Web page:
Similarly, our wish in which time and space suit our needs, in which we personalize the impersonal, is a fantasy to colonize the universe, uncover its secrets, master its laws, and bring them under our control so that we can all live happily ever after. All the while ignoring that we lost happily ever after partly because we wanted to bring nature and the universe to heel. Who’s to say what happened on Earth can’t happen in our Saturnine colony? And why ask where we could live when we can inquire why, in the first place, we are destroying the Earth and how we can save it?
Nietzsche famously said that God is dead, and that we, humanity killed him only to act as a surrogate divinity. The crown of evolution and the pinnacle of creation, we (sometimes) forget in our secularist, scientific fervour that as much as we master its laws, we do not own the universe, which is bigger than and indifferent to us, who are mere its stewards.
From the perspective of the universe, we are simply specks of cosmic dust, rather like the dust that settles all over the place in the early stages of Interstellar. But the film refuses to acknowledge this symbol of frailty, vulnerability, death, and meaninglessness. This is perhaps why it borrows from Dylan Thomas’ poem and has some of its characters reciting about “not going gently into the good night” and “raging against the dying of the light.” The movie engages just as much in a heroic quest as in supreme narcissism. Having unlocked the secrets of quantum physics, we have now mastered the laws of the universe and affirmed the strength of the human spirit.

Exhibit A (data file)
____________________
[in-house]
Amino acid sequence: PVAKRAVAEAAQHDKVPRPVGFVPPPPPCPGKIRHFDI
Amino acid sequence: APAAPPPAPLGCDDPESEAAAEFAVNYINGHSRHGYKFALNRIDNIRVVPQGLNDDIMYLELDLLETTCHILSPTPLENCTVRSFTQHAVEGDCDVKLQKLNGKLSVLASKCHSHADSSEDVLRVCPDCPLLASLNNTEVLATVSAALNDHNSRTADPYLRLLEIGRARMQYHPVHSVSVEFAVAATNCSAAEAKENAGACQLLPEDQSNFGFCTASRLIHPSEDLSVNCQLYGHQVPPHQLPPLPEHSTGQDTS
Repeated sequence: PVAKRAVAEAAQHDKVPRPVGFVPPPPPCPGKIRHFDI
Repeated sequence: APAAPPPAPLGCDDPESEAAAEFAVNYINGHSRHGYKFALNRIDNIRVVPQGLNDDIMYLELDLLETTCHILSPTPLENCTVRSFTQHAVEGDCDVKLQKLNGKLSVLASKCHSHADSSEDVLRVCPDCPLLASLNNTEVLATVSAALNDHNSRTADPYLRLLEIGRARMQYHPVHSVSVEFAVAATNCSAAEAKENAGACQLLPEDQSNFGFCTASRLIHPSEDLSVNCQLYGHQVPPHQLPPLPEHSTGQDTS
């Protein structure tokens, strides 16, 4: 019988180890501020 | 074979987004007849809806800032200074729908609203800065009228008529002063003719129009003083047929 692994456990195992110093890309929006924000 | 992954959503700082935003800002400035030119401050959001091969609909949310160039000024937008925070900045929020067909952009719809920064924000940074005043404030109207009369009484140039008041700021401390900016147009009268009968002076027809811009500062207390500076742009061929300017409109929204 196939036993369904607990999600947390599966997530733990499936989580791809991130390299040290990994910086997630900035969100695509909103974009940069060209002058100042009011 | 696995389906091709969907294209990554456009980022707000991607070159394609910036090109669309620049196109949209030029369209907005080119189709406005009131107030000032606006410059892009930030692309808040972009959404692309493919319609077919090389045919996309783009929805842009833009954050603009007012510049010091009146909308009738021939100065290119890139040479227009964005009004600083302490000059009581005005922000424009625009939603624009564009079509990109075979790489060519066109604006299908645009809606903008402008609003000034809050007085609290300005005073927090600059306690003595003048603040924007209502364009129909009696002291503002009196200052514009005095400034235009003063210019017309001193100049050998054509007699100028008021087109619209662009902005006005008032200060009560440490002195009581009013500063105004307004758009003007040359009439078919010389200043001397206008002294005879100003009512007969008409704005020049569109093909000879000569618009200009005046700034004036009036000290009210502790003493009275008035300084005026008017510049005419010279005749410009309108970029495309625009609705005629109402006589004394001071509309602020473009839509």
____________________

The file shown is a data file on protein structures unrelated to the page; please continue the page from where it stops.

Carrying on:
But if this is the fantasy we tell ourselves, then perhaps we really do need a quantum leap in our thinking about humanity and its place in the universe. If we are to save ourselves and the planet, we would have to recover the lost dimensions of existence and open up new, richer ones, just as Cooper and Murph did. What those are lie within or around us, but maybe we just do cannot see, know, or hear them yet. And that’s because we, like Cooper and Murph, at the early stages of the film, have not made our own quantum leap into a much better life here on Earth.